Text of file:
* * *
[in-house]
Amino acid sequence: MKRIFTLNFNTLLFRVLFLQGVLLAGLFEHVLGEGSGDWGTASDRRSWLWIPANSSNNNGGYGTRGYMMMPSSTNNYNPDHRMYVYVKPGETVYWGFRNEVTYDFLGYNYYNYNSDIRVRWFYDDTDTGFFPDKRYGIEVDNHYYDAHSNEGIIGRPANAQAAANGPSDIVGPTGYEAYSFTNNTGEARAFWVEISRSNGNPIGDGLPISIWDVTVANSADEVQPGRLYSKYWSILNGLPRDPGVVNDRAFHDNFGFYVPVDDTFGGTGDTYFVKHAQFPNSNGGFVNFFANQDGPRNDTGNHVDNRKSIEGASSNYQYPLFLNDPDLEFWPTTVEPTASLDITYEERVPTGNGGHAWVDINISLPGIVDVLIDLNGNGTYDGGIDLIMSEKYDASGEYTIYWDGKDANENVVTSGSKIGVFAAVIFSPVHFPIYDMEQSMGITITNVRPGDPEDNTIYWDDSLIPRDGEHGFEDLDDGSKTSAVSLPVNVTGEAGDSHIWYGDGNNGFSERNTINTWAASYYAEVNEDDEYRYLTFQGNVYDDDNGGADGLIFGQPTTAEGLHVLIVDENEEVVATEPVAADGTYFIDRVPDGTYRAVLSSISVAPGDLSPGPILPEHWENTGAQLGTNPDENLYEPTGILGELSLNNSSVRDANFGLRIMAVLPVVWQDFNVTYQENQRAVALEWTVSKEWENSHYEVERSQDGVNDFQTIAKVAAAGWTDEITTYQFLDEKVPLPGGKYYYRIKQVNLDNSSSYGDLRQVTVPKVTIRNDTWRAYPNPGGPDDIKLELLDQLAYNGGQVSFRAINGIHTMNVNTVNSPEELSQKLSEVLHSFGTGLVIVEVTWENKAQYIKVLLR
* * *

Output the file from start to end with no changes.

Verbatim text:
[in-house]
Amino acid sequence: MKRIFTLNFNTLLFRVLFLQGVLLAGLFEHVLGEGSGDWGTASDRRSWLWIPANSSNNNGGYGTRGYMMMPSSTNNYNPDHRMYVYVKPGETVYWGFRNEVTYDFLGYNYYNYNSDIRVRWFYDDTDTGFFPDKRYGIEVDNHYYDAHSNEGIIGRPANAQAAANGPSDIVGPTGYEAYSFTNNTGEARAFWVEISRSNGNPIGDGLPISIWDVTVANSADEVQPGRLYSKYWSILNGLPRDPGVVNDRAFHDNFGFYVPVDDTFGGTGDTYFVKHAQFPNSNGGFVNFFANQDGPRNDTGNHVDNRKSIEGASSNYQYPLFLNDPDLEFWPTTVEPTASLDITYEERVPTGNGGHAWVDINISLPGIVDVLIDLNGNGTYDGGIDLIMSEKYDASGEYTIYWDGKDANENVVTSGSKIGVFAAVIFSPVHFPIYDMEQSMGITITNVRPGDPEDNTIYWDDSLIPRDGEHGFEDLDDGSKTSAVSLPVNVTGEAGDSHIWYGDGNNGFSERNTINTWAASYYAEVNEDDEYRYLTFQGNVYDDDNGGADGLIFGQPTTAEGLHVLIVDENEEVVATEPVAADGTYFIDRVPDGTYRAVLSSISVAPGDLSPGPILPEHWENTGAQLGTNPDENLYEPTGILGELSLNNSSVRDANFGLRIMAVLPVVWQDFNVTYQENQRAVALEWTVSKEWENSHYEVERSQDGVNDFQTIAKVAAAGWTDEITTYQFLDEKVPLPGGKYYYRIKQVNLDNSSSYGDLRQVTVPKVTIRNDTWRAYPNPGGPDDIKLELLDQLAYNGGQVSFRAINGIHTMNVNTVNSPEELSQKLSEVLHSFGTGLVIVEVTWENKAQYIKVLLR